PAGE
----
Here is my comment to them after something outstanding happened.

“To all of you Trumpsters, what I called for in a previous comment just happened. Whitefish just got its contract canceled by Puerto Rico.

For all the Trumpsters declaring how stupid and out of touch people were who opposed this contract, because we “did not understand A, B or C,” it turns out the actual customers of this contract, Puerto Rico considered it so bad they canceled it.”

Puerto Rico Explains Corruption Limits to the US

Most Americans would assume that Puerto Rico is more corrupt than the US.

But we are entering a new level of corruption under the Trump administration that will have the US fall dramatically in the Corruption Perception Index.

In the corruption index map above, the lighter the color, the lower the perceived corruption.

The Mayor of San Juan, Carmen Cruz, aggressively criticized the contract, calling for it to be canceled.

Lessons for IT Contracts

While the Whitefish contract was appalling, many agreements are signed by companies in IT that probably would not pass Carmen Cruz’s smell test. I am speaking of contracts signed by companies like Accenture, Deloitte, and Cap Gemini to implement SAP.

My observation is that these companies usually are always strip-mining their accounts.

  1. Margins: The margins on their resources are huge (normally 2/3rds for full-time employees and 1/2 for contractors — but consulting companies tend to use mostly employees.
  2. Bad Advice: These large SAP consulting companies give terrible software advice. The entire focus is maximizing their billing hours. They repeat anything that SAP says, which leads to some of the most wasteful expenditures of IT.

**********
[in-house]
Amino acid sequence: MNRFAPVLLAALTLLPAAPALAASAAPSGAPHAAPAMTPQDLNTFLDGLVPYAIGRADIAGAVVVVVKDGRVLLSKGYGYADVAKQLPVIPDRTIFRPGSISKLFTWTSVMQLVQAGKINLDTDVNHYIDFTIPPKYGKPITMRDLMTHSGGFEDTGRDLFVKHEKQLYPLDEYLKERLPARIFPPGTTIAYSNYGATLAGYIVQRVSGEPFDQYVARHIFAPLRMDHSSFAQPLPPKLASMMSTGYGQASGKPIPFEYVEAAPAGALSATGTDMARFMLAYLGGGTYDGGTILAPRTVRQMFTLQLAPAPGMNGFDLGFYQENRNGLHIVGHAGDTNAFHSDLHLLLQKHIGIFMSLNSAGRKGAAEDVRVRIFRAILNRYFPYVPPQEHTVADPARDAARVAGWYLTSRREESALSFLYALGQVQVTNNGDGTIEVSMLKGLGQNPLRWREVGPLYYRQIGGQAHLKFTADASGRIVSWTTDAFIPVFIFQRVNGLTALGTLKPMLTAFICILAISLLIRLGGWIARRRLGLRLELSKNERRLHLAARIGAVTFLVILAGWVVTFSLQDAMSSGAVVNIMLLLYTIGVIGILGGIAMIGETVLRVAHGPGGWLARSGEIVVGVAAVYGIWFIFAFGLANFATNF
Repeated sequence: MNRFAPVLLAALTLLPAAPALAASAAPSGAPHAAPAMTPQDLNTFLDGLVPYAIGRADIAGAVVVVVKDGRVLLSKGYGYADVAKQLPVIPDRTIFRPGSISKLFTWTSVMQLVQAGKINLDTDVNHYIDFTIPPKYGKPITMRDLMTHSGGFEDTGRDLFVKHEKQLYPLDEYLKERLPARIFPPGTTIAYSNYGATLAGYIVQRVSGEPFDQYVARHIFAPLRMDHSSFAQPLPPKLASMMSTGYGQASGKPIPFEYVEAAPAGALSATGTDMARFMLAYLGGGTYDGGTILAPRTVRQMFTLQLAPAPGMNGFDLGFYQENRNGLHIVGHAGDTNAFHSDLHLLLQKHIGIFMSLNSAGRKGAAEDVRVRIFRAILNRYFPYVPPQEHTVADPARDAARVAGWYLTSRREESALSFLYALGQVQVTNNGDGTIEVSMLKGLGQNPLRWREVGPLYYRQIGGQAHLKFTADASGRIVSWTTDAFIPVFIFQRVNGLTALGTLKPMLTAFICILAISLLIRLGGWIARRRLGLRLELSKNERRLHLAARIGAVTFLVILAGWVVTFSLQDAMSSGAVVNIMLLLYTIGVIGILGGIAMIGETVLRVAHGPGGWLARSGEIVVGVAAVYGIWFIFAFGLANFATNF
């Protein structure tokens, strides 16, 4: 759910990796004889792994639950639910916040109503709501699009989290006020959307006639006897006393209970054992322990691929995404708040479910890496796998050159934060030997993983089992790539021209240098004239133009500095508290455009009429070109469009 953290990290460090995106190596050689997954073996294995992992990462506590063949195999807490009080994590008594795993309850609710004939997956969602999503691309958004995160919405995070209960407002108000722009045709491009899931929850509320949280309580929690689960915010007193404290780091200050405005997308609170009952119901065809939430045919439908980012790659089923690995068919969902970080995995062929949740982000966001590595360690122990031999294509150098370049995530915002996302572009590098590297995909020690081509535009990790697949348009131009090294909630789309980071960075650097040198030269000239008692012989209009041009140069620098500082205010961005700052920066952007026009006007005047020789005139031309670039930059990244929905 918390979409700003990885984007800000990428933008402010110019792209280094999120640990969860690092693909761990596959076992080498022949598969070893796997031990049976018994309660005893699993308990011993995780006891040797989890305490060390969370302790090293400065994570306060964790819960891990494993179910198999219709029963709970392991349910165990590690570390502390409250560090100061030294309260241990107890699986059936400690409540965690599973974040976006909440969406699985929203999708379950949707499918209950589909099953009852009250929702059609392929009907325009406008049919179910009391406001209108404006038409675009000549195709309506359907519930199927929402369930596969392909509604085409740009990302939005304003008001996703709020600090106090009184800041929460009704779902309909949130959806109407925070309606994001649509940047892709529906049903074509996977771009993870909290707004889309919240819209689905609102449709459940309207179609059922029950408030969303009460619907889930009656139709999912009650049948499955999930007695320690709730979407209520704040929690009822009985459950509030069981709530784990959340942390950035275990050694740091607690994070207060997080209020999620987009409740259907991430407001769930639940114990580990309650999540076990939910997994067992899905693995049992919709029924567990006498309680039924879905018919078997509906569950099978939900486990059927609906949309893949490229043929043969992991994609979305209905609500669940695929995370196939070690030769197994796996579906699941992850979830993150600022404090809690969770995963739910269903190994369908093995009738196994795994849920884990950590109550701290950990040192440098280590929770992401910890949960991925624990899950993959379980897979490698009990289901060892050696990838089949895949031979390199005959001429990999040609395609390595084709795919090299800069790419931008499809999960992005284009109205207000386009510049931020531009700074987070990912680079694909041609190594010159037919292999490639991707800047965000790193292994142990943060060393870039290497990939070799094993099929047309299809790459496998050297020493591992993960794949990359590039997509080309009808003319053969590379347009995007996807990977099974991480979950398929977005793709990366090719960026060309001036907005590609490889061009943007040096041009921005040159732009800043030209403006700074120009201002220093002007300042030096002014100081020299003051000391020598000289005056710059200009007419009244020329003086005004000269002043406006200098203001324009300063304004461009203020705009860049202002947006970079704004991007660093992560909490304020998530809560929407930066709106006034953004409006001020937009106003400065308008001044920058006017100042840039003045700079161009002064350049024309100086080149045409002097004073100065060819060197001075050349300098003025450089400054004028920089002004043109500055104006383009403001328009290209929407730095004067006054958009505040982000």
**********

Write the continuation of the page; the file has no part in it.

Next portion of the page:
3. Bad ROI: There is no higher TCO in our TCO estimates and no lower ROI than SAP implemented by a major consulting company.

The large SAP consulting companies are getting rich schemes for the partners in those organizations. Much of the money paid to them in billing hours simply flows to the most senior members who tend to lie a lot and enforce extreme hierarchy on the workers below them.

Why do companies want to hand over so much money to people that don’t do project work?

Conclusion

Is it possible to take a page from Puerto Rico’s playbook and begin to review and, in many cases, cancel contracts with large implementation companies?

Consultancies like Accenture and Deloitte routinely fleece their customers. It is not a few bad apples; it is their business model. I would know, I have worked for large consulting companies in SAP for them, as a subcontractor, on projects where I am not underneath them. They have repeatedly asked me to support various schemes to bilk customers.

These consulting companies need to be reviewed for their performance because, in my experience, the value they offer is quite poor. As in Puerto Rico, in many cases, the best value option is to show the consulting company the door. We can all learn something from Puerto Rico, do not accept extractive contracts as a usual way of doing business.